Daniel Bausch, a member of the International Health Regulations (IHR) Emergency Committee convened by the World Health Organization, wrote an article in the Telegraph warning of the threat posed by monkeypox. His article comes just days after the National Institutes of Health confirmed that the virus has mutated at up to 12 times the usual rate since 2018.
The virus spreads by touching an infected person or through contaminated surfaces.
However, experts believe it differs from COVID-19 because it is not easily transmitted, is not prone to mutations and because it is a DNA virus unlike an RNA virus.
“Monkeypox is another warning shot for the world,” said Bausch, who wrote about the virus in The Telegraph.
“The rapid spread of the virus in recent weeks has highlighted the threat posed by emerging new infections, and highlighted gaps in the global response to addressing the disease.”
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He added: “In the past six months, there have been more than 3,000 confirmed cases of monkeypox in about 50 countries, most of which are high-income.
“In contrast, with increased surveillance and waning population immunity since the end of smallpox vaccination in 1980, the number of smallpox cases and deaths in Africa has averaged more than 2,000 cases and 50-100 deaths each year since 2017.”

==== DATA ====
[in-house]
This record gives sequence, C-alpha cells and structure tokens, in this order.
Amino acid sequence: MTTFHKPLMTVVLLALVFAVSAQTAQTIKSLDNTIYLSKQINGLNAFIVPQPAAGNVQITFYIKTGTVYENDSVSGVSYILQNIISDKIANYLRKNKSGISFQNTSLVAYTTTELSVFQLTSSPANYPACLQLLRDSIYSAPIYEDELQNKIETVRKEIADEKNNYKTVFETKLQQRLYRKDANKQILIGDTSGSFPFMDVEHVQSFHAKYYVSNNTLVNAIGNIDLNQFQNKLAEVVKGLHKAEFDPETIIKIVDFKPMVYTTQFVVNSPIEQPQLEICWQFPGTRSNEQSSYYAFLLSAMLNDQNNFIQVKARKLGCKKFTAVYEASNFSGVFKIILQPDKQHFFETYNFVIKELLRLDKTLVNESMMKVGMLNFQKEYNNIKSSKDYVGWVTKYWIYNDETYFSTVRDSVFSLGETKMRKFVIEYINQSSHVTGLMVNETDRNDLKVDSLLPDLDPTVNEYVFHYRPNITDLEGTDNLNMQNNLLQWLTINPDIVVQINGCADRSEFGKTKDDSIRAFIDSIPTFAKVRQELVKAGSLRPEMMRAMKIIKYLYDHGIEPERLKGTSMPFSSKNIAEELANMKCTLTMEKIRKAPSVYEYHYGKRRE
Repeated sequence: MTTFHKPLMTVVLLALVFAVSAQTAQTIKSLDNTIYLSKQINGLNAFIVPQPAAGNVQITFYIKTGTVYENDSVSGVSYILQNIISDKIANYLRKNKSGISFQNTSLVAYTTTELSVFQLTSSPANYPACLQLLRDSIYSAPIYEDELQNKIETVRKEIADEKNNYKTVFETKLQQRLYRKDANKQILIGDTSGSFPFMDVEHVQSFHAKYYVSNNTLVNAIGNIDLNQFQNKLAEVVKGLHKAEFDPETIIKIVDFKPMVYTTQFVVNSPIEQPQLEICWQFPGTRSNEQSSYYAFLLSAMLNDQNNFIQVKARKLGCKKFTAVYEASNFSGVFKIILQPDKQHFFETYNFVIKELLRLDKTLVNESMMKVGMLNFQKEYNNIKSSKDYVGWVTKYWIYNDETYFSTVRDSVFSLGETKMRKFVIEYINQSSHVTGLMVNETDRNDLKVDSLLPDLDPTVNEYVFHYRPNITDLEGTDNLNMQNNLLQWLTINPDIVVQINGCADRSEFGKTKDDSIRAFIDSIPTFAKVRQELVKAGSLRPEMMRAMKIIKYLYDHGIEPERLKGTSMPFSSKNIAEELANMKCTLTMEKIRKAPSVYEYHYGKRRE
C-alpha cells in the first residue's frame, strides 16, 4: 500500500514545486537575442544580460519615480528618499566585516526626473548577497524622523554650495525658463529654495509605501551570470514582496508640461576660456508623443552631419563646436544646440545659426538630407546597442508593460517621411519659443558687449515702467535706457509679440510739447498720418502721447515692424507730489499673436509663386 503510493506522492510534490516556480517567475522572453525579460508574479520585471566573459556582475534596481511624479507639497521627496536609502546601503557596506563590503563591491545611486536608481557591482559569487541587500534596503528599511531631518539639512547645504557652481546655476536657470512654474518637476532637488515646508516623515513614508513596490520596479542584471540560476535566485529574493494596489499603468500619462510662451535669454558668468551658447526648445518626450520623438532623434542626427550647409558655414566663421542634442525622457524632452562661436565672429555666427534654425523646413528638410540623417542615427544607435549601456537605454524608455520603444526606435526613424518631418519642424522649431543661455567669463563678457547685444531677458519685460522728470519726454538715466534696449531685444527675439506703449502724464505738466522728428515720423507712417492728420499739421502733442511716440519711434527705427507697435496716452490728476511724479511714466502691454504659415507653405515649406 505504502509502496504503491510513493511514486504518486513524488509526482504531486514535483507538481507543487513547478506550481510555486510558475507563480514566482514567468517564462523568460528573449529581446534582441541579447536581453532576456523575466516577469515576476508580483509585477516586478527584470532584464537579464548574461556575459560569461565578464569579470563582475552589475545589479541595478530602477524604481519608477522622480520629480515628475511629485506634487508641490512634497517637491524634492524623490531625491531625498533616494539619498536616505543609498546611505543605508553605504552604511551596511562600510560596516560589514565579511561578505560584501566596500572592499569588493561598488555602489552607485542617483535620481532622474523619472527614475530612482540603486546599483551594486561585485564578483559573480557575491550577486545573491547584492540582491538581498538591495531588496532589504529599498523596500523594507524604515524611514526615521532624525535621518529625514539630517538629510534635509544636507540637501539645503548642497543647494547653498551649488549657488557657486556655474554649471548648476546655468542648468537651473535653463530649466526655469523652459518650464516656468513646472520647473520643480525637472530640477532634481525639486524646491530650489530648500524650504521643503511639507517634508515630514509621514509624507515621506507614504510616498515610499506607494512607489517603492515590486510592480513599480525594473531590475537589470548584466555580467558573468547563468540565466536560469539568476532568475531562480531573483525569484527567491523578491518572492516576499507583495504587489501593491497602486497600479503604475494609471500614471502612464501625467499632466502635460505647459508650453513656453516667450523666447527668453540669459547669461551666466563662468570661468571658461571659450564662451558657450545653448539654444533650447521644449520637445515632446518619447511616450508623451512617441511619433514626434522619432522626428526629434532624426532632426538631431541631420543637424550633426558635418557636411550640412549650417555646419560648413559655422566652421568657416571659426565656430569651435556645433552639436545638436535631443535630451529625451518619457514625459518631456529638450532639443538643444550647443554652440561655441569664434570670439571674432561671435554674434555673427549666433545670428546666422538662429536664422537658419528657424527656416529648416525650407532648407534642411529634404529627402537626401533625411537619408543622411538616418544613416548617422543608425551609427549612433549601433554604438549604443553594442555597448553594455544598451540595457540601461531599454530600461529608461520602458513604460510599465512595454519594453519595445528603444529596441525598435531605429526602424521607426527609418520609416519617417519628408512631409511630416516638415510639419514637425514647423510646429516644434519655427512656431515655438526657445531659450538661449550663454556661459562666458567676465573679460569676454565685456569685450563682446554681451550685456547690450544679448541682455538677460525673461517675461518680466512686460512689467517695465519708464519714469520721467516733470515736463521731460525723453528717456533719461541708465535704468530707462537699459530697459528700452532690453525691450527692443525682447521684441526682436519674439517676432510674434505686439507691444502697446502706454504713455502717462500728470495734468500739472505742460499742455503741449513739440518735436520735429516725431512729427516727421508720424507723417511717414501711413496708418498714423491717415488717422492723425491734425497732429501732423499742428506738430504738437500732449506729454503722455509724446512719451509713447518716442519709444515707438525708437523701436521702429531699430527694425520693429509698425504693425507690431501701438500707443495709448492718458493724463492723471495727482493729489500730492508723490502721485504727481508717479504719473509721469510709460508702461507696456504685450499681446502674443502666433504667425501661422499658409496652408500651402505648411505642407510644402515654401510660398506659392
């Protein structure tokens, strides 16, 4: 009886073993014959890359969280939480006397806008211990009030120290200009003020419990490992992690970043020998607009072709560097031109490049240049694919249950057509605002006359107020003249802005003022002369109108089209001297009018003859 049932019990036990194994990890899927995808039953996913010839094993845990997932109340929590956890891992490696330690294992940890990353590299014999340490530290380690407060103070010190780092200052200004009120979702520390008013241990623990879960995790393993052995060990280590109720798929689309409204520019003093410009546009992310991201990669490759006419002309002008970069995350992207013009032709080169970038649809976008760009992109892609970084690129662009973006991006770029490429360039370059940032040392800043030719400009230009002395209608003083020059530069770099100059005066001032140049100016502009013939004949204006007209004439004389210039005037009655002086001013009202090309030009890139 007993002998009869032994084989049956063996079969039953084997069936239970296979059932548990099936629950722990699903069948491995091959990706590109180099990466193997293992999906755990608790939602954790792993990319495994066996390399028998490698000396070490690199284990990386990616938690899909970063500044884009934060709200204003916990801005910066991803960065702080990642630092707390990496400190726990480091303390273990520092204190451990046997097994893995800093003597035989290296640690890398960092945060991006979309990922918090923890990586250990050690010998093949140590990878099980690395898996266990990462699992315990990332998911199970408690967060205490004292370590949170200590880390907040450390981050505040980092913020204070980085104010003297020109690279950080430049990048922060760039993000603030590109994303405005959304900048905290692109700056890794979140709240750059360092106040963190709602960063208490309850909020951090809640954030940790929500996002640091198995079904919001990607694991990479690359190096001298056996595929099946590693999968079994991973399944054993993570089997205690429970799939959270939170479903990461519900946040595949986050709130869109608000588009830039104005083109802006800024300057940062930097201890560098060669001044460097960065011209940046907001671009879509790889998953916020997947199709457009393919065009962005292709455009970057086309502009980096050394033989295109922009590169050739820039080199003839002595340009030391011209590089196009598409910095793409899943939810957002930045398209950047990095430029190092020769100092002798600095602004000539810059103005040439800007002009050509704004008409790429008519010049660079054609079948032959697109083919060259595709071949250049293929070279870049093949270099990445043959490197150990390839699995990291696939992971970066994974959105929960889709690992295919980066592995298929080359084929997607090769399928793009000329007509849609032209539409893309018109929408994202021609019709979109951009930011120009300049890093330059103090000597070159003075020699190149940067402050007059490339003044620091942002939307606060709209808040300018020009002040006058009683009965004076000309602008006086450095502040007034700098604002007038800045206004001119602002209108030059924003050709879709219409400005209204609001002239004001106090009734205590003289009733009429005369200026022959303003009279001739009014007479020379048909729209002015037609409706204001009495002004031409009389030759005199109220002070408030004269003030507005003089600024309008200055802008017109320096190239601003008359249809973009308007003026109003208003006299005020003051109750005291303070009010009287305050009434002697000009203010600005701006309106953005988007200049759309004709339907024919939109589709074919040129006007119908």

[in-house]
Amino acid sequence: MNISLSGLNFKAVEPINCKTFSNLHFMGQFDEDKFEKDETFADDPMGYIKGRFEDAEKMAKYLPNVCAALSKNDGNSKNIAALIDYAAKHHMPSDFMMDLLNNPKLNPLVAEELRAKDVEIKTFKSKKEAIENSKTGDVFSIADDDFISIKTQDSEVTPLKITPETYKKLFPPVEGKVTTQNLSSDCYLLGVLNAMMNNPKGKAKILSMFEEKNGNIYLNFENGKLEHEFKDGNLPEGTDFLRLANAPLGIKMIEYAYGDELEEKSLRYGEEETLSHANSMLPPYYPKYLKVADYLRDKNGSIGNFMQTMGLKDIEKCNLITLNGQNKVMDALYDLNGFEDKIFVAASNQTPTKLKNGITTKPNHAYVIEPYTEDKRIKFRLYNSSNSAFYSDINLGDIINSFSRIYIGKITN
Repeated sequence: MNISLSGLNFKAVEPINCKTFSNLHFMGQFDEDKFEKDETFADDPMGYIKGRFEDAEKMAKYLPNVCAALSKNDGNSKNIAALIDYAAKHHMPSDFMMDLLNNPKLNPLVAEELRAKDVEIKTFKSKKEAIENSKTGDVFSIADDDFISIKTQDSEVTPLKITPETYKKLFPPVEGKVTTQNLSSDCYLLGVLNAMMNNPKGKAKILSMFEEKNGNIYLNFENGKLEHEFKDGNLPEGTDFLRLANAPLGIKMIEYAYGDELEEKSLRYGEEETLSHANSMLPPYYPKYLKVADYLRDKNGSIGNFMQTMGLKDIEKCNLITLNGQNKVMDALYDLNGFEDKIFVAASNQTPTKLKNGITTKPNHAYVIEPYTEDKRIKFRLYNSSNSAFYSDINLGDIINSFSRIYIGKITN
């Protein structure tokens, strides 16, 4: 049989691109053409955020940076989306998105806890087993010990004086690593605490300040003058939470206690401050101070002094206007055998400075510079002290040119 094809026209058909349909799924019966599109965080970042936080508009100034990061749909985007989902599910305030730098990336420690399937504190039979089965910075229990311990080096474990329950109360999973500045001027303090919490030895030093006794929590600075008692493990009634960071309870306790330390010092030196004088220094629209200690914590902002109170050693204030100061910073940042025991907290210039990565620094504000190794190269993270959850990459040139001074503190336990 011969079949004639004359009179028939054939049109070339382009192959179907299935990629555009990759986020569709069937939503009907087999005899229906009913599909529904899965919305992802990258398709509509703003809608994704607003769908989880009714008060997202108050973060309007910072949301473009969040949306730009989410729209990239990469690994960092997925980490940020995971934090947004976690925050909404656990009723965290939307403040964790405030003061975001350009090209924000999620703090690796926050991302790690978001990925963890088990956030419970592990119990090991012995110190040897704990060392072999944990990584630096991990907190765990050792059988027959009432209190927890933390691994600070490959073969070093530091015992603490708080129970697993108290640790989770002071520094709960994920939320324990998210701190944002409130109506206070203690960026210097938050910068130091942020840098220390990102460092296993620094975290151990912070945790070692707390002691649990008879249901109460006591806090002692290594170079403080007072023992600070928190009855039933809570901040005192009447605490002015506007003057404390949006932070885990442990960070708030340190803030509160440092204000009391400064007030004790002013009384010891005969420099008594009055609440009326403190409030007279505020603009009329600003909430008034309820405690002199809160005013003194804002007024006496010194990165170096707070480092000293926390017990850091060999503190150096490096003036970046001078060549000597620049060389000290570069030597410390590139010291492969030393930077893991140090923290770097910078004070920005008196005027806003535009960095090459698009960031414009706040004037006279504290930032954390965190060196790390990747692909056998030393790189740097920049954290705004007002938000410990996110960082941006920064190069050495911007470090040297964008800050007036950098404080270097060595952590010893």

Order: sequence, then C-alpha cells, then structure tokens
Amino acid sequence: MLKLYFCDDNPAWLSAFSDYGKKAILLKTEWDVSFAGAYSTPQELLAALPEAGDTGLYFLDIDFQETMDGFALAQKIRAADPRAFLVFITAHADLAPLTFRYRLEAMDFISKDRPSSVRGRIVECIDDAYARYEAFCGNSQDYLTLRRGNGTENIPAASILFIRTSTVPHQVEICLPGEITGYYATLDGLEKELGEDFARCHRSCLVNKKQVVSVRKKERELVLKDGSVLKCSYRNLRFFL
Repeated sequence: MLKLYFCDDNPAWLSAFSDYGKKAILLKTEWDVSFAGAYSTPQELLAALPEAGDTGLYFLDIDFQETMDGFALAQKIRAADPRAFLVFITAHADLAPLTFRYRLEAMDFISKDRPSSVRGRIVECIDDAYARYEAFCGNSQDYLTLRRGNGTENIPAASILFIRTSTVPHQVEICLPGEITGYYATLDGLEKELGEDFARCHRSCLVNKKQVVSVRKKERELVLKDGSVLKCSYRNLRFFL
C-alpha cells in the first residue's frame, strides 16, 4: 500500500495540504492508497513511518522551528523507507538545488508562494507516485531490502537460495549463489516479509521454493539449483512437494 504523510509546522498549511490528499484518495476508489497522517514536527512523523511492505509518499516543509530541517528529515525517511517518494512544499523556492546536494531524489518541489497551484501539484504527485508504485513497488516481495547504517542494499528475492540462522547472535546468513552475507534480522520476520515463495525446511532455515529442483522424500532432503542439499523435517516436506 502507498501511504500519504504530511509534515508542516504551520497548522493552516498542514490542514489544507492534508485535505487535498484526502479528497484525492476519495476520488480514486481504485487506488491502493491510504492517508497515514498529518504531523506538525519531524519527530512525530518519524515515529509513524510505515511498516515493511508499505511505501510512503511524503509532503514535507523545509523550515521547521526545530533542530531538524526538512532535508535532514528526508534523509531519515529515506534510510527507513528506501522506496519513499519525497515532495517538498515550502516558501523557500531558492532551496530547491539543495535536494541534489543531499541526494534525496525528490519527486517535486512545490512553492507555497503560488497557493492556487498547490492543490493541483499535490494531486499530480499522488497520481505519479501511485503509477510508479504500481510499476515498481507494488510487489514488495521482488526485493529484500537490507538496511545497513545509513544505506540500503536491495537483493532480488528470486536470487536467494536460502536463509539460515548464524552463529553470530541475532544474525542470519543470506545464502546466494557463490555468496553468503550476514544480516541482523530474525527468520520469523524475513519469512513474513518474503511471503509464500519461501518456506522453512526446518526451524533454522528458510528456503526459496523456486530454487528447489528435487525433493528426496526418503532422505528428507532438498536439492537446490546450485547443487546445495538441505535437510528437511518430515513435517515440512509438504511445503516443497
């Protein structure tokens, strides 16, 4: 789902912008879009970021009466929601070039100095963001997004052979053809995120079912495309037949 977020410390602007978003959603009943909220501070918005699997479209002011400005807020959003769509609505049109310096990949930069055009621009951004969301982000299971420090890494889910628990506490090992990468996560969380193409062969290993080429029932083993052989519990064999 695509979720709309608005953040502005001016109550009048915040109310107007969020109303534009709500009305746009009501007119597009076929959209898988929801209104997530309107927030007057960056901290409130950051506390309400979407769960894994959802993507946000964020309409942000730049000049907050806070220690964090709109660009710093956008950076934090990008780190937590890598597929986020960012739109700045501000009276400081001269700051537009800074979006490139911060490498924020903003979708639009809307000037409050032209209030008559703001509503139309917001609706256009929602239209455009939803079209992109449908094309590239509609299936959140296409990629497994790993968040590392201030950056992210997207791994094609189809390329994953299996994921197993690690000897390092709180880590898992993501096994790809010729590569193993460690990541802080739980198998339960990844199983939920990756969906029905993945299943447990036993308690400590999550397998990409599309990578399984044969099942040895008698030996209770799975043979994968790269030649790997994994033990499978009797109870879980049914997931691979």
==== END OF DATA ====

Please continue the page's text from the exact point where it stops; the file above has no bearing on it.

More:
Despite Mr. Bausch’s concerns, he was part of the committee that decided the current outbreak did not constitute a “public health emergency of international concern”.
Looking at how to combat the virus, Mr. Bausch said: “For ethical and strategic reasons, our only way forward is to accept this new reality of our interconnected world, and redouble our efforts to control disease in places where disease is endemic.
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“We need to invest in smarter, more integrated and agile tools and approaches that can structurally impact each country’s health systems, so that we can nip many emerging diseases in the bud before they get out of control — don’t wait until they reach high-income regions and populations.
“This means more equitable prioritization of global disease threats, research and public health agendas, as well as creating manufacturing capacity and stable pipelines for diagnostic tests, vaccines and treatments to meet needs and ensure access in low- and middle-income countries, all qualified with appropriate regulatory and ethical frameworks.”